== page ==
Erin Montgomery, a Hogan spokeswoman, said the governor's "No. 1 priority is economic development," and the yachting measure would "increase tourism revenue."
She called the bill one of many Hogan will sign "to help get Maryland open for business once again."
Even the people who are losing the work supported the bill, said Capt. Eric Nielsen, president of the Association of Maryland Pilots, which represents bay pilots trained to navigate large vessels and ships through tight channels in the bay and harbor.
The association is mainly focused on guiding commercial cargo ships, Nielsen said, and yachts have never been a major source of revenue or concern for harbor safety.
"Even though a 200-foot vessel seems large, it really isn't in our scope of work," he said.
Nielsen said yacht captains can still request a bay pilot if desired.
Jay Dayton, a board member of the U.S. Superyacht Association, said large yachts "have many choices on where to spend their time and money, so attracting them to the Chesapeake will have a very positive impact on local business."
Waterside Marina in Norfolk, Va., regularly hosts large yachts moving up and down the East Coast, said John Desocio, its dockmaster. He said he "wouldn't think" the change in Maryland law would draw away his customers, but he wasn't sure.
Officials at Baltimore Marine Centers got the idea for the legislation from yacht operators who used to berth in Baltimore but began skipping the bay on their seasonal trips between the Northeast and the Caribbean, citing the inconvenience of needing to hire a bay pilot every time they had to move their vessel, Bowling said.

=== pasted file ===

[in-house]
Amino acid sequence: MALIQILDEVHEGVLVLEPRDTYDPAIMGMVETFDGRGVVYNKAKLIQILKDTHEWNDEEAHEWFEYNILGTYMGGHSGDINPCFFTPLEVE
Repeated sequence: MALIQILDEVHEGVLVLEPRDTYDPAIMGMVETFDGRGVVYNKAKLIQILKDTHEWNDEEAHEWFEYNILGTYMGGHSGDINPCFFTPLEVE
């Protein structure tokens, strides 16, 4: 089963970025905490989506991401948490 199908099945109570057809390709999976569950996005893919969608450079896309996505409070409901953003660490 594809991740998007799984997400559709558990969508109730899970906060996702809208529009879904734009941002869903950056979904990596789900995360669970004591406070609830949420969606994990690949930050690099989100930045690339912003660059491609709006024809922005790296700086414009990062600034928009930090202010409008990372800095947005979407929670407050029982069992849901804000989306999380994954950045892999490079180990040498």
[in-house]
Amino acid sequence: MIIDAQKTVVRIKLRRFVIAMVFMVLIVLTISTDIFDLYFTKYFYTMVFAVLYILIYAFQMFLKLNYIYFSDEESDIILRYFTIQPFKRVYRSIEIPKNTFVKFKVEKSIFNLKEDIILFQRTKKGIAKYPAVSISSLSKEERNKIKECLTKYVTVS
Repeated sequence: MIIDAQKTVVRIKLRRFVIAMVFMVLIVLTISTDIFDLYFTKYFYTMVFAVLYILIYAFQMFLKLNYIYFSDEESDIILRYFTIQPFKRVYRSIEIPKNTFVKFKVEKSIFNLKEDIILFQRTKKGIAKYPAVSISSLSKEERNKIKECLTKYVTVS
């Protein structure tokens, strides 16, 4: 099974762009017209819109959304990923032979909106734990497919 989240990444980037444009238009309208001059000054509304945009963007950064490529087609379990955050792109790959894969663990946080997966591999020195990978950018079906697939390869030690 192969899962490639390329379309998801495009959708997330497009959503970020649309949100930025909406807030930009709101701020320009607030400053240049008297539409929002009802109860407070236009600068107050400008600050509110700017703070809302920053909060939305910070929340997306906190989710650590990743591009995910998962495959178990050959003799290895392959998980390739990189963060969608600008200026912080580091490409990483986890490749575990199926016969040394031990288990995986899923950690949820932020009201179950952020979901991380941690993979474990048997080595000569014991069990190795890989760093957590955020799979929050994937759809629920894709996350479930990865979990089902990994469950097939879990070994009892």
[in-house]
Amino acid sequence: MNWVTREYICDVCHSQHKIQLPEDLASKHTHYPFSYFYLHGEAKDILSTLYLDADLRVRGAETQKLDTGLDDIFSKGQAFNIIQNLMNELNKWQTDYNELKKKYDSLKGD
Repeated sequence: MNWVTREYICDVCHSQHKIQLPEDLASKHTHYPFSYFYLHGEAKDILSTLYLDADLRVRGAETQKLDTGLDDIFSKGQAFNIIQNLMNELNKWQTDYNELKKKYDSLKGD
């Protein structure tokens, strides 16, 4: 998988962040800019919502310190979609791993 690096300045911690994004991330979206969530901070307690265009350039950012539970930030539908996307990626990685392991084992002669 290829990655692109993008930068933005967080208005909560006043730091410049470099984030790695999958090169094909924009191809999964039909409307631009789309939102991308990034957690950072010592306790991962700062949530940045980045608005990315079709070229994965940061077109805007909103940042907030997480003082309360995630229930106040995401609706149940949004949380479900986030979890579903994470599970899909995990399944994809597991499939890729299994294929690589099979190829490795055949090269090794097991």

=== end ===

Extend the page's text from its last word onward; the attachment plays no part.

"When they have to go get fuel at our fuel pier, and you're talking about a few yards, they would have to have a pilot on board," she said.
Now, with the pilot requirement gone, Bowling hopes to start attracting more yacht captains back to Baltimore — though that won't occur overnight.
"Right now, they're not taking that turn into the bay, but this is one step in getting them into the habit of coming," she said. "It's baby steps. One step at a time."
Grace said yacht captains often base their decisions about how they travel along the coast on local pilotage requirements — and that could continue to deter interest in yachting in Maryland waters.
Delaware still requires all vessels of 100 tons or more to have pilots on board in its waters, Grace said, meaning that large yachts traveling along the coast would need pilots if they wanted to transit the Chesapeake & Delaware Canal to enter or exit the bay.
Grace said he hopes "Delaware will see the light" and change its law, too.
Regardless, he still expects to see more yachters who "would love to visit Annapolis, Baltimore, St. Michaels," he said.
"A lot of the owners enjoy this area quite a bit," Grace said. "And even if they had to go back down and go out the bottom of the bay, they would come."
The law applies to foreign-flagged yachts and U.S.-flagged yachts that visit foreign harbors. American-flagged vessels up to 200 feet that remain in U.S. waters may navigate Maryland waters without a pilot.